The Klencke Atlas, first published in 1660, is one of the world’s largest atlases. Originating in The Netherlands, it is 1.75 metres (5 ft 9 in) tall by 1.9 metres (6 ft 3 in) wide when open, and so heavy the British Library needed six people to carry it.
Klencke Atlas is a singular work; no other copies were created. It is a world atlas made up of 41 copperplate wall maps that remain in exceptionally good condition. The maps were intended to be removed and displayed on the wall. The maps are of the continents and assorted European states and it was said to encompass all the geographical knowledge of the time. Dutch Prince John Maurice of Nassau is credited with its creation, and it contains engravings by artists Blaeu and Hondius and others.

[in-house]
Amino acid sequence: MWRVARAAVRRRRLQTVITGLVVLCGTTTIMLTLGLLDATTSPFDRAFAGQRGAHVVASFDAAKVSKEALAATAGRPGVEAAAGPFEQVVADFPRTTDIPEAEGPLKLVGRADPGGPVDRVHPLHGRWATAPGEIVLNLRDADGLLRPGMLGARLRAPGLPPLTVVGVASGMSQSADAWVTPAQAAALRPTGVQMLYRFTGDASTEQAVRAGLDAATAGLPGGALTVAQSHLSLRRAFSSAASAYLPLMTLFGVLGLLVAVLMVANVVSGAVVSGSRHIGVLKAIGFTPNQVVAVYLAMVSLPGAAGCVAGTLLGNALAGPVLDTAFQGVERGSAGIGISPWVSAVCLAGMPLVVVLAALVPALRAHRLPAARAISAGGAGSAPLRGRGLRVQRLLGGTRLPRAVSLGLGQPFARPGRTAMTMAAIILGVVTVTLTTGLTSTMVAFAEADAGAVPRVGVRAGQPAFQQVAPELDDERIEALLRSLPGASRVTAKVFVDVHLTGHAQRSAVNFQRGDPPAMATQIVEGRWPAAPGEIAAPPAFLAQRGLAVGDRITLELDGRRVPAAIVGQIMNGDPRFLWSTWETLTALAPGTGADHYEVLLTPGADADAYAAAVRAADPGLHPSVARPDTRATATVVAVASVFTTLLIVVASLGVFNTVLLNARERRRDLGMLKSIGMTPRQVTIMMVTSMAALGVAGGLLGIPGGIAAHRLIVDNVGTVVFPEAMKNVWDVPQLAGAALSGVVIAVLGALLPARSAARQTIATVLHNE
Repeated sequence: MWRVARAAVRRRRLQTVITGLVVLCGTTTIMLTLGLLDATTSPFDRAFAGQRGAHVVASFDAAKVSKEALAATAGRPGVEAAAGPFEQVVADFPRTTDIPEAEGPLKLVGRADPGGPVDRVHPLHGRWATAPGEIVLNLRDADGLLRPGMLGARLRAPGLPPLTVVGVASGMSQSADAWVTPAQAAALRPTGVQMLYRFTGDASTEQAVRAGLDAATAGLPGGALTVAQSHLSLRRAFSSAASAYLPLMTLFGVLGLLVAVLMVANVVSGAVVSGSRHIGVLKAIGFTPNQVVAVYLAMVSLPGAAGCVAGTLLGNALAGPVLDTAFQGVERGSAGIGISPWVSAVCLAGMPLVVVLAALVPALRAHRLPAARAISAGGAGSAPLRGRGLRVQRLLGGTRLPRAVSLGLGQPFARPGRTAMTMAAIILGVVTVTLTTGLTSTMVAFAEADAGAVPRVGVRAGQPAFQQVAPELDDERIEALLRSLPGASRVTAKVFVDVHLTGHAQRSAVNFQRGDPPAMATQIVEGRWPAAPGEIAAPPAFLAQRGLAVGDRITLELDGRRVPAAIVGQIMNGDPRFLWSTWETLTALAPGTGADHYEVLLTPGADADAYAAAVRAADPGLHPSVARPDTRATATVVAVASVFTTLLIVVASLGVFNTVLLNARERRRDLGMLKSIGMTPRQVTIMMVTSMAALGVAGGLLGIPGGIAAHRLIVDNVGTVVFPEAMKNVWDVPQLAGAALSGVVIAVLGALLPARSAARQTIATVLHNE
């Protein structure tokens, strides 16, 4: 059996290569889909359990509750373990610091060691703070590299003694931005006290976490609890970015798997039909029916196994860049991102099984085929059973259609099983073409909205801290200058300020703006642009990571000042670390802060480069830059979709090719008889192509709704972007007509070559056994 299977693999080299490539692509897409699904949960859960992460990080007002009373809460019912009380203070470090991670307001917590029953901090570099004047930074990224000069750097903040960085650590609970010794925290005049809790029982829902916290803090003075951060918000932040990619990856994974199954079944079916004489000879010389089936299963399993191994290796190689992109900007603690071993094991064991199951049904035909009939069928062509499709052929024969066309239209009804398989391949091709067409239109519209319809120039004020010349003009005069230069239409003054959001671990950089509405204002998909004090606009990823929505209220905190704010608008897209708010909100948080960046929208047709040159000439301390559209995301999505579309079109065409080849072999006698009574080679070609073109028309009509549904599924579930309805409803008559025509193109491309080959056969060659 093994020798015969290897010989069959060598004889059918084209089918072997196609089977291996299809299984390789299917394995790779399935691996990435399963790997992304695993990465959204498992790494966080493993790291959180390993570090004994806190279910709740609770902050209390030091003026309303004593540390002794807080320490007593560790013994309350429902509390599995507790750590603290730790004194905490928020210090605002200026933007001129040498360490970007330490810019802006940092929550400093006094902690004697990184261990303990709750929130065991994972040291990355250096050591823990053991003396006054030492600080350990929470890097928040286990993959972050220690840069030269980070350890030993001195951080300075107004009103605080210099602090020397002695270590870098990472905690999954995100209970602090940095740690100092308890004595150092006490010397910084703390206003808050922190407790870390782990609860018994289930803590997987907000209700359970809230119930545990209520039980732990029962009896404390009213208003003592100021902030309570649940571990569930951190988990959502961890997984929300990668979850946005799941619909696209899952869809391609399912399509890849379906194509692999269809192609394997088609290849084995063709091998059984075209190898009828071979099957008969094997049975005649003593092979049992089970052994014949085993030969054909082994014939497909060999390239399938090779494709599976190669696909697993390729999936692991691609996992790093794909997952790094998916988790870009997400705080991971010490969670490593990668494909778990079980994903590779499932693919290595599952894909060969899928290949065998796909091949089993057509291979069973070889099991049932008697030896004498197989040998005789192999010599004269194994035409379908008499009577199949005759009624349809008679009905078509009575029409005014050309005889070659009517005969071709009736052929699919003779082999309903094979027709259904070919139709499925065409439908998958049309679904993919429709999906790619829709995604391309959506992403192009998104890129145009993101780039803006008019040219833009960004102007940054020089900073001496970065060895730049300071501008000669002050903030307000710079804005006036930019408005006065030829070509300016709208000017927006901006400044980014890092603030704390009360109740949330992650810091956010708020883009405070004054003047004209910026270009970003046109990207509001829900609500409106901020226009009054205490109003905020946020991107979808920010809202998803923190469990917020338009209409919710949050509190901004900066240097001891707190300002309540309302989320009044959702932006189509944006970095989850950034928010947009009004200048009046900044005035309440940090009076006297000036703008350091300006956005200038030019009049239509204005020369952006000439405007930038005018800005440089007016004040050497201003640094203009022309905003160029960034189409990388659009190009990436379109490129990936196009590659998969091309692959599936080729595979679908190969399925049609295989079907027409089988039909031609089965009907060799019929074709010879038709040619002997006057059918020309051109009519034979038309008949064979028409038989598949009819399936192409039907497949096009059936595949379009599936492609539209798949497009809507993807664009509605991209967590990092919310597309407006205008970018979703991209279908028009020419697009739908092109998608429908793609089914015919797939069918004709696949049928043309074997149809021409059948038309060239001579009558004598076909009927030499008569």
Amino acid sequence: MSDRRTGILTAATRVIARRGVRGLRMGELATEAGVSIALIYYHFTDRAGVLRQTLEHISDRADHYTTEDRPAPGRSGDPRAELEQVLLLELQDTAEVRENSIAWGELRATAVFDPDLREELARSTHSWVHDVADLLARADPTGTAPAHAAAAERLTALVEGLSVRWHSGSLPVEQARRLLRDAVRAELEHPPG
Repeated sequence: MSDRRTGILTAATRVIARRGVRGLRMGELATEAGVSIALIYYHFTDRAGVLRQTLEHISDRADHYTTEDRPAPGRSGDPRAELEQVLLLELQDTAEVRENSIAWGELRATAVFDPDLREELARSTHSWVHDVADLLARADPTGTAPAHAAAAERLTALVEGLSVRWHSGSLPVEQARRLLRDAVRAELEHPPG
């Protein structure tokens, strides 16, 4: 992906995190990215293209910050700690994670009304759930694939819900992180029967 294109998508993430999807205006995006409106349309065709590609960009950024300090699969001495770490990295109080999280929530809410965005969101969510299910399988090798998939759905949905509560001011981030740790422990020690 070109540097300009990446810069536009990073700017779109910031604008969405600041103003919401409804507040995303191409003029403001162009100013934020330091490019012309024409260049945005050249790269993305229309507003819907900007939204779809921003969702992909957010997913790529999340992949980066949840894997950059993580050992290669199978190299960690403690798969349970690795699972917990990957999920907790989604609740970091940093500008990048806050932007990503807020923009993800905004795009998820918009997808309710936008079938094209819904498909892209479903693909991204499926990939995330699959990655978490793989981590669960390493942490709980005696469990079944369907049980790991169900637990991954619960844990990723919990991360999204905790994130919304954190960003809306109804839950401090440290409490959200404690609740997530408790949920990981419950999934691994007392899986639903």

It was presented by a consortium of Dutch sugar merchants, represented by Professor Johannes Klencke, to King Charles II of England in 1660 to mark the occasion of his Restoration to the throne. The consortium hoped to gain favourable trade agreements with Britain for their sugar plantations in Brazil. Johannes Klencke was the son of a Dutch merchant family. Charles, a map enthusiast, kept it in the ‘Cabinet and Closset of rarities’ in Whitehall.